In the basement, dust coats everything. Breathing is hard down here, but I do not breathe much to start with. I get to my destination fine enough.

A tall, mysterious stranger stands shrouded against the north wall of the basement, but the cloth covering it betrays the form of a familiar, friendly face. I make short work of it, and reveal the grandfather's clock underneath.

Yes. Yes! I carefully check the hands; there are two of them, one pointing up, the other due east. This is a very common time. It is...

A third hand darts out from behind the longer hand, catching me off guard. For a moment, I am lost. Then I remember: this, too, is normal. This is the... secular hand? No. The... secretary's hand? Still no. I cannot remember what hand it is, but a third hand is normal. This is correct, and I know it.

The fourth and fifth hands that spring from behind it however, each thinner than the last, are not correct. I do not know why. The longer I look, the more hands pop out, each obscuring a tinier and tinier amount of the clock face, like a terrible fractal. I turn away, not wanting to see my father's father's clock's face defaced in this manner.

I try to focus on what I originally saw. The two hands. Time is always changing, but I know that it changes slowly. I cannot for the life of me remember what slow is, but I know it means I have time. Time enough to figure this out, maybe. Up, and east.

I think. Up, east. This means something. Up-east. This is a time. The east part confuses me, so I ask myself what time it would be if the clock were against the east wall. Then it would be... up, and south. This means something. This has to be a time.

Slowly, straining my thoughts, I remember. East, south, these are not important. It is the numbers. There are numbers on the clock. I chance another glance, having already forgotten them.

The clock's face is a mess of hands, like a spiderweb that only connects to itself at the center. Some of them reach off the face, reach for my face, limply. This is fine however, because the numbers are on the face's edges, mostly unobscured by the wispy lines stretching sluggishly across them. The numbers are thick, easy to make out even amid interference.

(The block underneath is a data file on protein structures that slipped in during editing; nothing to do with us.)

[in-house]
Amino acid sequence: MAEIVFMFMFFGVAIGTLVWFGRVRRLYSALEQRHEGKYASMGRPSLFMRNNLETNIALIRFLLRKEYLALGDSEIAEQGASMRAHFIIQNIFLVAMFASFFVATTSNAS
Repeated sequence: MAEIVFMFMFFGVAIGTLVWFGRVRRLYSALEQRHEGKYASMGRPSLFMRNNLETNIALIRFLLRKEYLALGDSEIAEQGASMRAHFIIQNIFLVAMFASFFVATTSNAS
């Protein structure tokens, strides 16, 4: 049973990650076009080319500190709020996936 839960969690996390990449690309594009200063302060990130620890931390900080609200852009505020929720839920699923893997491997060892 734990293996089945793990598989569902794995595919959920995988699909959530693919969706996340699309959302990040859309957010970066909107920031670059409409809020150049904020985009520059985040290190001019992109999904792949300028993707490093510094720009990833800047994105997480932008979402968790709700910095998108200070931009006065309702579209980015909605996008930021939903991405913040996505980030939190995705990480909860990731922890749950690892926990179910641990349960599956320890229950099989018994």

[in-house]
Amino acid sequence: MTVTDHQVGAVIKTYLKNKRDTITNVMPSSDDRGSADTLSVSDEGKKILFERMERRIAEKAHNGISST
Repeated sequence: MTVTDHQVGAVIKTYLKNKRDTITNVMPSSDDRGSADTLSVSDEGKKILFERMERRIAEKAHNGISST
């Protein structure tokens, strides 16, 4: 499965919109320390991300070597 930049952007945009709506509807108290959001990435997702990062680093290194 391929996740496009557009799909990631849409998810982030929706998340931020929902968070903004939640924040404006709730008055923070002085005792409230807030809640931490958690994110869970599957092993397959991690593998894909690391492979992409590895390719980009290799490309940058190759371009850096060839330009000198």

I remember numbers.

There are twelve numbers on the clock -- and the numbers are conveniently from one to twelve. The two numbers the two hands pointed at are 12, and 3. It is that order, too, because... because of the size of the hands. The longer one touched the three. That means it goes sec... seco... last.

12, 3. 12-3. 12/3. 12:3. This is not correct, though that last one is the least not correct so far. 12... The twelve is correct. 3... That is not quite correct. It is what the hand pointed to, but it is not the time. The time it means is another number, like a coded message. I wish I could remember the key to decipher it.

12... 6? No, that is not correct either, but I think that must be closer. It feels closer. 12:9? No. Counting in threes seems correct. 12:12. No. 12:15. No. 12... Wait!

For once, I am certain that 12:15 is not NOT correct. Which means... it is the correct time instead.

At once, the extraneous hands disappear from the clock, defeated. Just in time, too, for some of them had nearly grown enough to reach my face. I try not to think about what may have happened if my face grew arms, unaccustomed to being a clock.

I head upstairs, and confirm the time on the microwave. 12:15. I check the oven. 12:16.

For a moment, panic grips me again, but I recheck the microwave. 12:16. Time is moving. Good. Time is supposed to move. I know this is correct.

I look outside. The sky is blue, but not the slightest bit grey. A beautiful shining sun is high in the sky, difficult to see without poking my head out the window. I know this is correct.

Slowly, peacefully, taking my time on the way there, I return to my computer.

I check the time. 12:16 PM, the display reads.

I do not remember what PM stands for, but I know what it means. I know this is correct.

I remember why I needed to know the time. It is time for lunch. I feel a bit foolish, having already passed through the kitchen twice without grabbing anything to eat. But when I get up again to open the door, a refrigerator blocks my way.

I check the fridge. A fully-stocked miniature pig pen sits inside.

I know this is not correct, but I do not know why.